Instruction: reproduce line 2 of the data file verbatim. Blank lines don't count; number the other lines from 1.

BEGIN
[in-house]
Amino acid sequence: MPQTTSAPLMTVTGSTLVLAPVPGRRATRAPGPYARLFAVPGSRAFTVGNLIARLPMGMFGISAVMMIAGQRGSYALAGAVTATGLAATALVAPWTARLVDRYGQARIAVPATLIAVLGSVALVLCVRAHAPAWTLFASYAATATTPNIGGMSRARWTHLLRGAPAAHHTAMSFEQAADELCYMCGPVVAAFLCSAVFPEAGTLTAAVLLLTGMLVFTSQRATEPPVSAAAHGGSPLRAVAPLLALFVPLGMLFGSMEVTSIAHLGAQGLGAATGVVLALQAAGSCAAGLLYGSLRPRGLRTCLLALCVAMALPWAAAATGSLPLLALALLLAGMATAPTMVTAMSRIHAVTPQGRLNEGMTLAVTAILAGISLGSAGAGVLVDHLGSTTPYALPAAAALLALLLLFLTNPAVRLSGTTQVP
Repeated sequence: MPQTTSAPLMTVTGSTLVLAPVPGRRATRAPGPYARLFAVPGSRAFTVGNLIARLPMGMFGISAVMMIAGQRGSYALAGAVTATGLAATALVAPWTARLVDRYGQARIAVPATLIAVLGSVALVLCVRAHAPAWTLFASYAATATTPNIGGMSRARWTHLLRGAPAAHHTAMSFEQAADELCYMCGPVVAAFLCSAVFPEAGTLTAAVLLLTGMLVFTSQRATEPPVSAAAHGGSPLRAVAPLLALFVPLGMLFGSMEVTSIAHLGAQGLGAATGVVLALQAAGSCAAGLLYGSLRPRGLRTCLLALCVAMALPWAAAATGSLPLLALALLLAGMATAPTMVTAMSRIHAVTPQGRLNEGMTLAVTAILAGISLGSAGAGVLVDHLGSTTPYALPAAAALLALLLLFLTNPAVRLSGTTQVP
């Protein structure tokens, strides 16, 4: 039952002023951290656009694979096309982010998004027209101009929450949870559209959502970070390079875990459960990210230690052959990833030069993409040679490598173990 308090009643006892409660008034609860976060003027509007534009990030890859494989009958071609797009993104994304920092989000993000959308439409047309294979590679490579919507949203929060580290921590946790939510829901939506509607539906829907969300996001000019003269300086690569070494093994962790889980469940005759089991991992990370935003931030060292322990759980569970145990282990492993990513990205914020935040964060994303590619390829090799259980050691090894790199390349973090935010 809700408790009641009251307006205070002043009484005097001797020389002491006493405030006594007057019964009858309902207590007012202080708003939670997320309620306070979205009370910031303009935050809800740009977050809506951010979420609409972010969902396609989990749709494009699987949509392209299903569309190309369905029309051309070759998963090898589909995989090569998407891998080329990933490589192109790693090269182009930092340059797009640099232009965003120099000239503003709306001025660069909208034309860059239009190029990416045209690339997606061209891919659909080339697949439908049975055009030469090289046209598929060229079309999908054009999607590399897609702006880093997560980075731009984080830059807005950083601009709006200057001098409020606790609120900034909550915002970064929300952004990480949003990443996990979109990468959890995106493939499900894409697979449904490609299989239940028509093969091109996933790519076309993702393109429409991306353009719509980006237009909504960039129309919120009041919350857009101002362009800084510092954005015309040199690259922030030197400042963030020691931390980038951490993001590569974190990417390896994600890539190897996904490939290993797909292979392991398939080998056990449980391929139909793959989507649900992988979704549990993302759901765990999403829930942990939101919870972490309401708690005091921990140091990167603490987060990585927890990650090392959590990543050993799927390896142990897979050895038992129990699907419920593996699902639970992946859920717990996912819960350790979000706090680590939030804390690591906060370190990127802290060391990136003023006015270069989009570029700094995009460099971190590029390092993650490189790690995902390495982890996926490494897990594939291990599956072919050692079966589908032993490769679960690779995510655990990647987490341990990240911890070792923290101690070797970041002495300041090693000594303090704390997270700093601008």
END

Amino acid sequence: MPQTTSAPLMTVTGSTLVLAPVPGRRATRAPGPYARLFAVPGSRAFTVGNLIARLPMGMFGISAVMMIAGQRGSYALAGAVTATGLAATALVAPWTARLVDRYGQARIAVPATLIAVLGSVALVLCVRAHAPAWTLFASYAATATTPNIGGMSRARWTHLLRGAPAAHHTAMSFEQAADELCYMCGPVVAAFLCSAVFPEAGTLTAAVLLLTGMLVFTSQRATEPPVSAAAHGGSPLRAVAPLLALFVPLGMLFGSMEVTSIAHLGAQGLGAATGVVLALQAAGSCAAGLLYGSLRPRGLRTCLLALCVAMALPWAAAATGSLPLLALALLLAGMATAPTMVTAMSRIHAVTPQGRLNEGMTLAVTAILAGISLGSAGAGVLVDHLGSTTPYALPAAAALLALLLLFLTNPAVRLSGTTQVP